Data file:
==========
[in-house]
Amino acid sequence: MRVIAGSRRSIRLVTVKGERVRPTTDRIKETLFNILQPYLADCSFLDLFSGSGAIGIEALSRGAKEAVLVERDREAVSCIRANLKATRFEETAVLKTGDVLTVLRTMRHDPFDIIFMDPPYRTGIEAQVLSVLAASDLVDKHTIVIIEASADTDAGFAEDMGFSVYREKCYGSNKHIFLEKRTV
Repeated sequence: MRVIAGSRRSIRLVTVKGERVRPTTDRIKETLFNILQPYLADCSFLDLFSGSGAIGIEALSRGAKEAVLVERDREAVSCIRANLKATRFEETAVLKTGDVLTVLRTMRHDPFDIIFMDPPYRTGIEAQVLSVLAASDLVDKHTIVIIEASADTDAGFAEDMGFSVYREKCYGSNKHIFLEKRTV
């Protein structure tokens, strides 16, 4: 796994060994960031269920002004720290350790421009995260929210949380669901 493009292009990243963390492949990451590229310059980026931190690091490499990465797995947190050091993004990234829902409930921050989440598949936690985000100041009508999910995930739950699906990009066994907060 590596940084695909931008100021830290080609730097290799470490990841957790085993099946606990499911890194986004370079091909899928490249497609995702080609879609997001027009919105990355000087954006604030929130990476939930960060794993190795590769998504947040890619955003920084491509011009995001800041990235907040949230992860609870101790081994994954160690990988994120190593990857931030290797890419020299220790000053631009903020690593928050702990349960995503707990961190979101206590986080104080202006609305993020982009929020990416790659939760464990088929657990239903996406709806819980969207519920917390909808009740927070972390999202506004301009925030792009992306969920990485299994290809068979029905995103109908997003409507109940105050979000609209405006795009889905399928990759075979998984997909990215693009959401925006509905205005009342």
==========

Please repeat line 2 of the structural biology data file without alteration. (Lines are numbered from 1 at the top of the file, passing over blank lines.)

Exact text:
Amino acid sequence: MRVIAGSRRSIRLVTVKGERVRPTTDRIKETLFNILQPYLADCSFLDLFSGSGAIGIEALSRGAKEAVLVERDREAVSCIRANLKATRFEETAVLKTGDVLTVLRTMRHDPFDIIFMDPPYRTGIEAQVLSVLAASDLVDKHTIVIIEASADTDAGFAEDMGFSVYREKCYGSNKHIFLEKRTV